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Nominating committee will ask for advice

The committee that’s searching for UW’s next president has begun its work, says a statement issued to the university committee from the secretariat. Here’s what it says:

”The Presidential Nominating Committee is charged with the task of finding and recommending an outstanding candidate for appointment as the sixth president of the University of Waterloo. The committee has developed a tentative timetable for its work which includes the following benchmarks: pre-search consultations concluded and the position profile drafted by the end of April; tentative list of candidates and reference investigations completed over the summer; candidate interviews during the fall. Although this timetable may change for a variety of reasons, the committee is working actively to meet it. In any event, the committee hopes to complete its work by the end of the calendar year at the latest.

”In addition to those individuals contacted as part of the committee’s extensive consultation process (including the president, vice-presidents, associate vice-presidents, associate provosts, deans) the committee will issue an email to all faculty and staff inviting them to submit their views on the issues, challenges, and opportunities which will face the next president as well as the qualities the next president will need to meet these demands.

”Additionally, the Presidential Nominating Committee invites any groups who wish to make a brief presentation before the committee re presidential criteria, issues, challenges and opportunities that will face the institution in the coming years to do so. Arrangements may be made by contacting Lois Claxton, Secretary of the University, at ext. 84012 or by email at lclaxton@ uwaterloo.ca before March 31, 2010. Group presentations will be heard in April.”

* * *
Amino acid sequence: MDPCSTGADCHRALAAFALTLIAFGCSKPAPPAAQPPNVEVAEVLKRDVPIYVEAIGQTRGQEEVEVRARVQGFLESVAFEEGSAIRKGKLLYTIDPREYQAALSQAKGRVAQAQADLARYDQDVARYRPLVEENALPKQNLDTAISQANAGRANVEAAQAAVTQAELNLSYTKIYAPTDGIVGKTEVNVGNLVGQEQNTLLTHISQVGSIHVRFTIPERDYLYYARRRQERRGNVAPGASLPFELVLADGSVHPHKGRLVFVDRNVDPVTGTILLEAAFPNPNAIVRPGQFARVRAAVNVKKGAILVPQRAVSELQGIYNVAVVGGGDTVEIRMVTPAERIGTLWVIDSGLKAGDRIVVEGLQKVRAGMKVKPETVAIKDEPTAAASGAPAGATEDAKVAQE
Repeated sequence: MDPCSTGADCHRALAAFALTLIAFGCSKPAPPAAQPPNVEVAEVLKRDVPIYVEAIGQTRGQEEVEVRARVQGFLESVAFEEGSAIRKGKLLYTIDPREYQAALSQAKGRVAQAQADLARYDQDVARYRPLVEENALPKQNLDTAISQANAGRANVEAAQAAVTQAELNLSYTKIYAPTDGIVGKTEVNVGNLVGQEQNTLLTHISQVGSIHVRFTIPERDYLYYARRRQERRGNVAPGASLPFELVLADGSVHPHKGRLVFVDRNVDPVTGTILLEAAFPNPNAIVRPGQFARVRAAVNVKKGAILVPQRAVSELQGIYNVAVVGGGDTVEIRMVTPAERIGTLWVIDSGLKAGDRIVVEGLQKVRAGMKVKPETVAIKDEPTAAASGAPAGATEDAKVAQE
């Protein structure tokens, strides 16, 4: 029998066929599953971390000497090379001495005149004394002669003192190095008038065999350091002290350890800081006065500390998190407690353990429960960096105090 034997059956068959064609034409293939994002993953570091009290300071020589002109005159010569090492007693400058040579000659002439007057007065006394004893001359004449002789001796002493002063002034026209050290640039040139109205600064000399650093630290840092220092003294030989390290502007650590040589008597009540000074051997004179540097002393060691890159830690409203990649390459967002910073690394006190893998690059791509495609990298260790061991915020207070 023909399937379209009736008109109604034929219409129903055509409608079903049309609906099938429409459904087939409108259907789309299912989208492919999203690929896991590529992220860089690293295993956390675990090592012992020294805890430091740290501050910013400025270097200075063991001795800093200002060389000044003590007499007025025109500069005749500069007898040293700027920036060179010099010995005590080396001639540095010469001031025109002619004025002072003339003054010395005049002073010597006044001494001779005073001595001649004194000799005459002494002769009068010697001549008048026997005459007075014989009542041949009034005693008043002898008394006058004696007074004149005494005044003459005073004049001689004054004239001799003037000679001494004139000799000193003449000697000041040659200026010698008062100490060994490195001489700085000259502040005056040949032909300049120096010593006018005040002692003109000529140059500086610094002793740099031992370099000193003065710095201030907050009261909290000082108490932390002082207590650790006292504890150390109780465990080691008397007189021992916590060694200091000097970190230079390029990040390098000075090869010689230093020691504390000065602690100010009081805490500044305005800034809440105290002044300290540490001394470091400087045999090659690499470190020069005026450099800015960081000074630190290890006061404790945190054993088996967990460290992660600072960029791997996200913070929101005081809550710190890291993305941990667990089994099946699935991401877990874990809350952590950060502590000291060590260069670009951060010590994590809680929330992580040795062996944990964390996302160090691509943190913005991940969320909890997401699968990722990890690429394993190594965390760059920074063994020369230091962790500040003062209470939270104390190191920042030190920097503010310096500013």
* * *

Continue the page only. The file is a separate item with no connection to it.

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First Jewish chaplain is settling in

Moshe Goldman was a young rabbi based in Brooklyn, the world headquarters of his branch of Judaism, when he first heard of Waterloo as “a small town about an hour from Toronto”. He was offered the opportunity to settle here and establish a branch of Chabad Lubavitch — a Jewish outreach and educational organization that now has outposts in at least 75 countries.

[Goldman]A year later, Goldman (right) says he and his wife, Rivke, are drawing good crowds for Friday night Shabbat dinners at their home, they’re in touch with hundreds of Jewish students who are at least listening to their message, and Goldman has been accepted as the first non-Christian member of the UW chaplains’ association.

The chaplains are supported by their religious groups, with the university providing little more than an office in the Student Life Centre. Until now they’ve represented Roman Catholicism, the United Church and other Christian denominations. “It took some time for people to wrap their minds around the idea” of including a Jewish chaplain, says Goldman, but before long he felt welcomed. Now, he adds, “I hear we’re having an imam come soon, and I’m really looking forward to that!”

He says he has a good relationship with the Christian chaplains, but stresses that “we don’t have to dance and hug,” and interfaith activities are not his priority.